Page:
We then took all this data and delivered report cards to these companies’ CMOs via email, direct mail and to their VPS, saying ‘hey we did this analysis on your physical store journey and your online presence, and here is the report card of your competitors.’ This was extremely powerful because we understood their specific scenario, not something vague like ‘Ten Tips For Better Retail Emails.’ There’s nothing stopping you from doing this, and owning the data you create.

Consumer thought leadership involves understanding consumer behaviour, to figure out how people interact with products/services. We facilitated a brand launch, for a start-up entering the news/media industry. Conducting an interview/survey of 1,000 consumers, we asked how and where they consume news, how they fact check their news, and how much they trust news on social media and other platforms. Then, we produced an analytical report for our client to use for PR.

Peer thought leadership is surveying or aggregating and understanding what your peers are doing. A perfect example is Salesforce’s State of Marketing, State of Analytics, State of Sales documents, where they survey peer companies, about where and how they’re spending. Those reports perform extremely well for Salesforce.

Benchmarking thought leadership is producing data that differentiates you from the competitors. This is true brand building/thought leadership, because you are putting time and energy into producing content that nobody else has, to understand what your customer wants and needs.

As you can see from these four aspects, thought leadership is not the sales pitch; it’s building supplements for selling, and evolving with your audience.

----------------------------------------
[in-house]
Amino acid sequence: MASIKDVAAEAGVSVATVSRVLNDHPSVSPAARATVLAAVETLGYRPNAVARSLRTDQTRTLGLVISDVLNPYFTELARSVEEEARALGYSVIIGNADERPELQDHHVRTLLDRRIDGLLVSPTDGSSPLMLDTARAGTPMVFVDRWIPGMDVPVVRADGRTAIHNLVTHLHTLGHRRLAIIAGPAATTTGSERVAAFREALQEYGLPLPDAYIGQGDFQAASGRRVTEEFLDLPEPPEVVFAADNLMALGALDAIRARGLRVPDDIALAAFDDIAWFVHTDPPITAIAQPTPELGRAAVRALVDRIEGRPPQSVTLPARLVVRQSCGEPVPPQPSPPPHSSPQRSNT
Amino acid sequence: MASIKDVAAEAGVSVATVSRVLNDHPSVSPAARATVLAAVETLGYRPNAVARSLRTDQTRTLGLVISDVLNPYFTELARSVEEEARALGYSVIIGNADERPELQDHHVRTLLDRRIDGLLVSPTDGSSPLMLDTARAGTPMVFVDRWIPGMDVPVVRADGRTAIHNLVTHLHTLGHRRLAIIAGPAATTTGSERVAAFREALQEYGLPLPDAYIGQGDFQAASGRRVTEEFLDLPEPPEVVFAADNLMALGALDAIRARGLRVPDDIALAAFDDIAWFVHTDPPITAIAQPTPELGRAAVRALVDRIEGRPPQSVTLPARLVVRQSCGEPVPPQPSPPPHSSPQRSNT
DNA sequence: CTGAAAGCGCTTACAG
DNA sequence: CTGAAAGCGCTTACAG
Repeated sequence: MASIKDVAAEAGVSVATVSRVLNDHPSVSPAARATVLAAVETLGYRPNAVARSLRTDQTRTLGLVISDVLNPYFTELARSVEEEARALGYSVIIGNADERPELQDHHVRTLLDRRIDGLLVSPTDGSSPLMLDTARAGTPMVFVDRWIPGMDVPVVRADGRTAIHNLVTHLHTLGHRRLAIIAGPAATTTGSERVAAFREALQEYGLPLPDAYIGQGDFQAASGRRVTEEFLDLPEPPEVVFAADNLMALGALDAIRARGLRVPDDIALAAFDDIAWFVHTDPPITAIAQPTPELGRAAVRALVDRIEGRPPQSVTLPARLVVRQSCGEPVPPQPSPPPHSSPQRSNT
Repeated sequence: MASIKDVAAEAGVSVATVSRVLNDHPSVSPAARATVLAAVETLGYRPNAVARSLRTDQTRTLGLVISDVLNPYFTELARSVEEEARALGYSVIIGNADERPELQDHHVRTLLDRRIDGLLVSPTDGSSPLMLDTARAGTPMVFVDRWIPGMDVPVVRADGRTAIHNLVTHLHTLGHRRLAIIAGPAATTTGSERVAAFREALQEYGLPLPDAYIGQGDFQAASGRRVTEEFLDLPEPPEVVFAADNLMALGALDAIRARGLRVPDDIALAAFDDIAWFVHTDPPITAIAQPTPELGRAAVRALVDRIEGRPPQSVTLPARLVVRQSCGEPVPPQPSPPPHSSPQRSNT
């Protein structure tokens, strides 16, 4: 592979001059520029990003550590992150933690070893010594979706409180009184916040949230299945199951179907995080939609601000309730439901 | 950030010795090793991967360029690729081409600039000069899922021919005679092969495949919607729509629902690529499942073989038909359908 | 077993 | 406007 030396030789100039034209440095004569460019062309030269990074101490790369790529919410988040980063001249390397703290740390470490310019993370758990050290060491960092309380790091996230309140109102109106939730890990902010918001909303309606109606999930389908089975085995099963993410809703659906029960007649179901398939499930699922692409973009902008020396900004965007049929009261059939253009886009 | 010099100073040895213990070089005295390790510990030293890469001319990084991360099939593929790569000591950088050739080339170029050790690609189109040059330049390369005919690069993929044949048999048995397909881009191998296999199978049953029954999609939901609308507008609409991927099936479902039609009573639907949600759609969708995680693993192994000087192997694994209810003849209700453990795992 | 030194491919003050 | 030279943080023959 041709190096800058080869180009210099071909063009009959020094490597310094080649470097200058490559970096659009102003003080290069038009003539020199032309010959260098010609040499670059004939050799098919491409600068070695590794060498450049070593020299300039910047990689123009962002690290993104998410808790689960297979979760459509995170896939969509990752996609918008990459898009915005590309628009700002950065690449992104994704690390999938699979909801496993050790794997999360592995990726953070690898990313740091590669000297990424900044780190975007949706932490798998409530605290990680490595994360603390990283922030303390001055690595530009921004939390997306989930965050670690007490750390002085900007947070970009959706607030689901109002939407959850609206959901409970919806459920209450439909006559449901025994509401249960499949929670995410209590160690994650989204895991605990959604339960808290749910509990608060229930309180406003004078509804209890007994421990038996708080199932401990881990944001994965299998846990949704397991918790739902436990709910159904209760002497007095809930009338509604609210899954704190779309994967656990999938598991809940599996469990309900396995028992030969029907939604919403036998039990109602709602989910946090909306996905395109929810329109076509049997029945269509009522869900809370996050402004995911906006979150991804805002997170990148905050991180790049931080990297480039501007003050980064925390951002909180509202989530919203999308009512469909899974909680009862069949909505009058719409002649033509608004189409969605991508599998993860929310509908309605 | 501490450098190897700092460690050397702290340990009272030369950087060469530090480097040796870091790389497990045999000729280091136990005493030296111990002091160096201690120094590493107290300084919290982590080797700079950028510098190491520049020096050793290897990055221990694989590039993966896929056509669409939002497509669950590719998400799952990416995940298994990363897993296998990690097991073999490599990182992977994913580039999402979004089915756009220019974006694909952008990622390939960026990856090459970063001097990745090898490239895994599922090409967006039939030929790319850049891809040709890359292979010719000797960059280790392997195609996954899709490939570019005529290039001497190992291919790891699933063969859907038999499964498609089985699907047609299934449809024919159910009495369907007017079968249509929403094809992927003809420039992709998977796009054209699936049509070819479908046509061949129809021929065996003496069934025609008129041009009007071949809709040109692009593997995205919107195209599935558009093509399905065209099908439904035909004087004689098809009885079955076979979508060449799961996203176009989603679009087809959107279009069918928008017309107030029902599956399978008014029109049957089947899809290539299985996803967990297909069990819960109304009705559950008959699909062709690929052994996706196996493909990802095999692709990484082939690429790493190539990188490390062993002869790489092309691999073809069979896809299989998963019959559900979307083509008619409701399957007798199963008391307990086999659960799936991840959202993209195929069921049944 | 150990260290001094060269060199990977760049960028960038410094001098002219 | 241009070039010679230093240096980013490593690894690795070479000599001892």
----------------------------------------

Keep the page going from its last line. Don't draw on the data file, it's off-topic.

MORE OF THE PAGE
Evolution #4: Clean Data Is More Important Than Any Trend

If your data is crap, none of it is going to work. We’ve talked a lot about trends and what’s changing and how it’s changing, so you must cleanse old data to keep it relevant.

You are a great marketer if your data is being cleansed on a monthly basis, if not weekly, because your ability to sell to the people that you’re getting in the door is your survival, and you need to understand who these people are.

How can marketers efficiently manage data?

  • Database cleanses should be your top priority.
  • Get your team off of spreadsheets.
  • One system of record for the entire company (Good luck!)
  • Process process process (Remember the Five Ps)

If you’re looking to improve your ability to manage data properly, Uberflip is an unbelievable tool to use. It helps you produce and manage content that you actually understand, making you a data mastermind.

Marketers are experience makers and managers, and this is the only thing that makes you relevant in your job. Thus, the experience your customer has with your brand is the only thing that makes you relevant. So your ability to understand market trends and disruptions, what consumers are doing, how they do it, how they buy, and why they didn’t buy your product, is extremely important to your success and survival as an evolving marketer. Understanding the customer experience is your top priority, and the ability to create content around that is your number one goal.

If you’re looking to evolve your brand with the help of these insights mentioned in this article, contact Nika today!